Producing Set Honey

Honey straight from the extractor will set solid and very hard in time, very soon with Oil Seed Rape (O.S.R.).

Extracted honey is best stored in 30 lb containers “honey buckets” until ready for use where it will undergo its first granulation.

Before starting obtain a seed honey with a smooth fine grain texture, not course and “gritty”.   You will need 1 lb. of seed honey for every 30lb. you wish to bottle.

The container of bulk honey must be gently heated to a temperature of about 50° to 52° C. (120° to 125° F.).  This will take between 24 and 36 hours depending to the ambient temperature.  Warming is most efficiently performed in a honey warming cabinet – these can be made rather than bought and a number of designs are available on the internet (links to be added later).

When liquefied, clear any froth etc from the top of the honey and then pour through a fine straining cloth into a settling tank. Every last particle of “bits and pieces” must be removed at this stage.  If not it is bound to show up in your jar of set honey.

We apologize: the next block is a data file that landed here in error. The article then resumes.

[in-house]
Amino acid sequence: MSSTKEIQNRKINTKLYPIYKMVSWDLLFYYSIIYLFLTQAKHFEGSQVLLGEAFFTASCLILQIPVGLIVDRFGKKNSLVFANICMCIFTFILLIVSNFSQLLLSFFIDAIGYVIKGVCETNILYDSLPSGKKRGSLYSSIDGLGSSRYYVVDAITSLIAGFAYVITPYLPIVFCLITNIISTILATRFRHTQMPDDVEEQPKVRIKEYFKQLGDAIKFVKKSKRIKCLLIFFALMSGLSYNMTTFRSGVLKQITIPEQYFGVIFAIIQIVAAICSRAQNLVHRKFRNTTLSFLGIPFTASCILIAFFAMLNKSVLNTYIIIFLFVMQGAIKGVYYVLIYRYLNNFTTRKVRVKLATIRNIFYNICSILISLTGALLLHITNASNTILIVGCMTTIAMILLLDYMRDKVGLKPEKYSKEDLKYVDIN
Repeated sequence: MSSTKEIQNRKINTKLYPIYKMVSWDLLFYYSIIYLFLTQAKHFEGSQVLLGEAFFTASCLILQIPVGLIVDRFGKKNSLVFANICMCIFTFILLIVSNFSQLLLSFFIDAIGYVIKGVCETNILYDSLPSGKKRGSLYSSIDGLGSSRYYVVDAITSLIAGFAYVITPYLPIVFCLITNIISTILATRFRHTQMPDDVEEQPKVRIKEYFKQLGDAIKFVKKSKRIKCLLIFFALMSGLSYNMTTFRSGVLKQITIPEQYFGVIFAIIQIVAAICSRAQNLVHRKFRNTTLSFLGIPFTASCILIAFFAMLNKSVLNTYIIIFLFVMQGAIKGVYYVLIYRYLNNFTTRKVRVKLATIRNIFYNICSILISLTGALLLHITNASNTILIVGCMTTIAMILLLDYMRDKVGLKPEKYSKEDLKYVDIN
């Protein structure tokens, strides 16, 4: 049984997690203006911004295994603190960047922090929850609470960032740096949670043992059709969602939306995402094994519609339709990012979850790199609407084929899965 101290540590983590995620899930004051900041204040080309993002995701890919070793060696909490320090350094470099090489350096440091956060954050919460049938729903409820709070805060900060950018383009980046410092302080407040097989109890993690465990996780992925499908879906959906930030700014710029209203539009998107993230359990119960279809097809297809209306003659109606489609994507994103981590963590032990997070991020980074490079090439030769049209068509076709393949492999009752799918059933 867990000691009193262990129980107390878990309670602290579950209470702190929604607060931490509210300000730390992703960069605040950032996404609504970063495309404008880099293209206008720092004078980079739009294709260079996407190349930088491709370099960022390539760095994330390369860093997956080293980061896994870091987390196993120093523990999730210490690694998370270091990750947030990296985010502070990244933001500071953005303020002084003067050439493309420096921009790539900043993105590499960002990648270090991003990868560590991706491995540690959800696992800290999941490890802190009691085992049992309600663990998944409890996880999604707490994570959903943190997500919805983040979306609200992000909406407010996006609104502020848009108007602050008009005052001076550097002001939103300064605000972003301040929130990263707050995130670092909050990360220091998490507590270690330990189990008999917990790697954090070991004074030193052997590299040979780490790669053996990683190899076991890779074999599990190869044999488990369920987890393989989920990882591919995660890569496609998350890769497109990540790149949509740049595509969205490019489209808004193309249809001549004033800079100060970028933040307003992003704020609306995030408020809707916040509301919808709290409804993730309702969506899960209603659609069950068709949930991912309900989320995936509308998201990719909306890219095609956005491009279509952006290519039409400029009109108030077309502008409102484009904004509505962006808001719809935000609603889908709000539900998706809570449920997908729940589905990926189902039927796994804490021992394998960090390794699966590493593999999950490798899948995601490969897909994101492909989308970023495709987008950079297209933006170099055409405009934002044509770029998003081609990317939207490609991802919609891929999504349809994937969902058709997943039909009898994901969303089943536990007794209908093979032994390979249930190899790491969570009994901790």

The next stage is to seed the liquefied honey. Run the honey back into clean 30 lb. containers not quite filling to allow space for the seeding honey to be added and stirred thoroughly into the bulk.

Do not add the seed honey until the temperature of the bulk honey has dropped to about 27° C. (80° F.) to avoid melting the seed honey that is being added.  It is the preservation of the fine grain of the seed honey which is necessary to the successful setting of the bulk honey.

Add the seed honey to the bulk in the ratio of 1 lb. to 30 lb. of liquid honey. Stir in thoroughly, seal the container and put aside where it will set, but never as hard as the first granulation.

When ready to bottle, heat the container to between 35° C. and 38° C. (95° and 100° F.).  Time will again depend upon ambient temperature but is usually about 12 to 18 hours.  The honey will appear still solid but is in fact soft and pliable. The honey should be broken down into a fluid state with a honey masher or similar tool.  Pour into the bottling tank in a room warm and allow to settle for an hour or so to allow any bubbles to rise to the top.  To keep the honey as fluid as possible for easy bottling, prevent heat loss from the tank by insulating with a cover (blanket or insulation sold for hot water cylinders for example).  The colder the honey becomes the slower it will run through the tap.

Run the honey into bottles where it will now set for the final time.  Store jars in a cool place away from direct sunlight.  Remember it can liquefy at 32° C. (90° F.) or even less.

With thanks G. V. Bazin for his original notes.